How can we allow ourselves to allow our kids to experience the exhilaration of feeling just a little unsafe? How does risky play create more confident adults? Guest: actress and author Evangeline Lilly, author of the book series The Squickerwonkers.
Studies show that risky play creates what Dr. Ellen Sandseter calls a “motivating, thrilling activation,” building self-confidence and self-esteem. Message received: we’re supposed to allow our kids to take risks. But how risky? Like thin-ice risky? What if our kids are fraidy-cats? What if we are?
In this episode we discuss the differences between risks and hazards and how to bring healthy doses of risk into our kids’ lives. Our kids need to learn what discomfort is- and how to deal with it- in order to feel competent and confident in the world.
We also talk expanding the boundaries of what’s acceptable for our little ones with Evangeline Lilly— yes, that Evangeline Lilly! The award-winning star of TV’s Lost and films like Avengers: Endgame and The Hobbit is also the author of The Squickerwonkers book series, which Evangeline wrote to "open a portal for children of all ages to face and talk about the darker sides of their own natures.” Think Lemony Snicket meets Edward Gorey, with impossibly gorgeous illustrations by Rodrigo Bastos Didier.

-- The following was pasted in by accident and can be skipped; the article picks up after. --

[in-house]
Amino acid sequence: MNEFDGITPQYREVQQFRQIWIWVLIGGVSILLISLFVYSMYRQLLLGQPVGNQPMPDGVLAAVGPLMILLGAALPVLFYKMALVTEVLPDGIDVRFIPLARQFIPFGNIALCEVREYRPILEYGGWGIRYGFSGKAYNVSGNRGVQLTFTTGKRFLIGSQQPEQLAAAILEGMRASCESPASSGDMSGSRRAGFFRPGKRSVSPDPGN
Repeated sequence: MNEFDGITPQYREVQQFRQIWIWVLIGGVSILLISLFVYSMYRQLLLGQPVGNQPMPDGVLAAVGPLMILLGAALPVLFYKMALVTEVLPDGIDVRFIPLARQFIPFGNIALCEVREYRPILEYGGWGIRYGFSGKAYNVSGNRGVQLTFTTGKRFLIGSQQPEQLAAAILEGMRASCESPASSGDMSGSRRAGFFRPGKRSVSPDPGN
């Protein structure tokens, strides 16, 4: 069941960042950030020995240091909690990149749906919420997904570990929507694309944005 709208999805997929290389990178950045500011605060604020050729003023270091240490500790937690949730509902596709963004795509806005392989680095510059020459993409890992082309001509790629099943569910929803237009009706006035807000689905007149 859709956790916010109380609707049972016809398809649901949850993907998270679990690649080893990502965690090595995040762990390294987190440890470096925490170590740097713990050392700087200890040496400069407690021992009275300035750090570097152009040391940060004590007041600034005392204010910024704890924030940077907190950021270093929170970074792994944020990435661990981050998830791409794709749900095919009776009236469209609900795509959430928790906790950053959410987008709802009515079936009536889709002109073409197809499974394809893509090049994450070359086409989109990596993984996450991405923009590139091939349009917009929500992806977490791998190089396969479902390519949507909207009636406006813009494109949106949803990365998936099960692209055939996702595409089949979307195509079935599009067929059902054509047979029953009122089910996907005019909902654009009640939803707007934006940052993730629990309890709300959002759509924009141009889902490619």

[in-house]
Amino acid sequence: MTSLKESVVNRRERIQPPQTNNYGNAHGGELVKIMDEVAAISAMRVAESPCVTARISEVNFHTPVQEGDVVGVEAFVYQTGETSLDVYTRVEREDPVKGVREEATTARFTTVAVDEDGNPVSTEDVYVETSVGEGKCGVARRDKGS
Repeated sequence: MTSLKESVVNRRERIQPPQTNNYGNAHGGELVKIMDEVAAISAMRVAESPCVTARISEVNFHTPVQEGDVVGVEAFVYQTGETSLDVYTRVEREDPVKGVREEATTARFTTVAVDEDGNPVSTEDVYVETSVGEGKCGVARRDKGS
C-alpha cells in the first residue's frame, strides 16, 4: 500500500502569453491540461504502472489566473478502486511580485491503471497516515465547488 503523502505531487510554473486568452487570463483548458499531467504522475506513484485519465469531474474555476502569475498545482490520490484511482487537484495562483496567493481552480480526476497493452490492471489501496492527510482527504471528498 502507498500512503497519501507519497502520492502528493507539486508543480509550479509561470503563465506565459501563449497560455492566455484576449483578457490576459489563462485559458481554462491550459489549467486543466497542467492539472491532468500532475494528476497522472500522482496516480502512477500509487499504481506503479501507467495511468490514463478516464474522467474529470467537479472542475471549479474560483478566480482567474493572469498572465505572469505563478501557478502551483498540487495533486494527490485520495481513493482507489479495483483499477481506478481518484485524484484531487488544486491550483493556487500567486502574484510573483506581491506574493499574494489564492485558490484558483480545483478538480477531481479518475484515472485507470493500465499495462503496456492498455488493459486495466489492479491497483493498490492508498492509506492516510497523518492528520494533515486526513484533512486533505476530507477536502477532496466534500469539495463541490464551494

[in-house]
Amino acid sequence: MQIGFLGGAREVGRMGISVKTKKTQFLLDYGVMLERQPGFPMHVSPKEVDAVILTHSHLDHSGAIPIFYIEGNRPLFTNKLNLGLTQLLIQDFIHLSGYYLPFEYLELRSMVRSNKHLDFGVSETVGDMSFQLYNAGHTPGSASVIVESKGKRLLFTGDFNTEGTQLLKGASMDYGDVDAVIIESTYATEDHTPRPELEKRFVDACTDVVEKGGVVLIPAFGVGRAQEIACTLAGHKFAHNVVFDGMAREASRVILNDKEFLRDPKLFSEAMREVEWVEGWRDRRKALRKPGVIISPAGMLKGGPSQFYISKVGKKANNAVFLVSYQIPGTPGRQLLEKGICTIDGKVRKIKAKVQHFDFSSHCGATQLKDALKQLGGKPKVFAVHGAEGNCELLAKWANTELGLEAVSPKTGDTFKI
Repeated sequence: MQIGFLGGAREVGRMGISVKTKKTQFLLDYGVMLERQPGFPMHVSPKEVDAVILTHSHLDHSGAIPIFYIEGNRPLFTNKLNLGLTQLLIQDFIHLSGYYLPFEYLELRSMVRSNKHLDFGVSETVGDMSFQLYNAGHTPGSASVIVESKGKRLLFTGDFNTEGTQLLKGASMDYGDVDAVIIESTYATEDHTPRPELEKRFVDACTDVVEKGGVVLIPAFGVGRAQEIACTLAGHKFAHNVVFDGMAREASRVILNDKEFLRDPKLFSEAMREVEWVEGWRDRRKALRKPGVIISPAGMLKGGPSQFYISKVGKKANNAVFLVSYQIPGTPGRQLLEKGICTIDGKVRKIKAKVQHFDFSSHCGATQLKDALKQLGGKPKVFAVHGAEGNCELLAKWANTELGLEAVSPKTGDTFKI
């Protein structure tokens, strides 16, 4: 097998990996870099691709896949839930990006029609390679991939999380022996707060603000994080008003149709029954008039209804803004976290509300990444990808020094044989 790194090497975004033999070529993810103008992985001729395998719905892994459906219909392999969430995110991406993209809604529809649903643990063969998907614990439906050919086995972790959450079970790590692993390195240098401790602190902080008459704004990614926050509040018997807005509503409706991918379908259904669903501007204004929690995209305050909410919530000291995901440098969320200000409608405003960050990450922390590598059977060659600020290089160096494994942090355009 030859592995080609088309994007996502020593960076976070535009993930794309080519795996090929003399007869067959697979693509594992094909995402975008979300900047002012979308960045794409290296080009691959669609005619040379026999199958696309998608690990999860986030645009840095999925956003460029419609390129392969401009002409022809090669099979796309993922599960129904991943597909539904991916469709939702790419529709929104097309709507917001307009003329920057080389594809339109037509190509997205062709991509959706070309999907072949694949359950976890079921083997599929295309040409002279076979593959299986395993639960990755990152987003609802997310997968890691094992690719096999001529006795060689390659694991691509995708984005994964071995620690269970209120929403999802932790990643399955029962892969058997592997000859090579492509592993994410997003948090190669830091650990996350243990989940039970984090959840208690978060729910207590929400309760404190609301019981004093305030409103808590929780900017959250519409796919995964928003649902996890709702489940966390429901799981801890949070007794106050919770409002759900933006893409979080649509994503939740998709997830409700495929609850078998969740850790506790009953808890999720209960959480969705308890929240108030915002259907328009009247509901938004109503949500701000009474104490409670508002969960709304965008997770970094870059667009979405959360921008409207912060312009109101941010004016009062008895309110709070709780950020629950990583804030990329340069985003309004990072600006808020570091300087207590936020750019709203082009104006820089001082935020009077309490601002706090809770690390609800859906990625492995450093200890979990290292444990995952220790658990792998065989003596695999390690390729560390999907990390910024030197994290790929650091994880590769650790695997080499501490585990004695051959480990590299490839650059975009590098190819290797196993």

Here’s links to research and other writing we discuss in this episode:
Jennifer King Lindley for Parents: Science Says Let Your Kid Push Boundaries
Dr. Mariana Brussoni: Risky Play: Losing a Childhood "Right" of Passage- and a Tool to Help Protect That Right
Dr. Ellen Sandseter et all: Children's Risky Play from an Evolutionary Perspective: The Anti-Phobic Effects of Thrilling Experiences
Susan Davis and Nancy Eppler-Wolff: Raising Children Who Soar: A Guide to Risk Taking in an Uncertain World.
Dr. Jim Taylor: Positive Pushing: How to Raise a Successful and Happy Child
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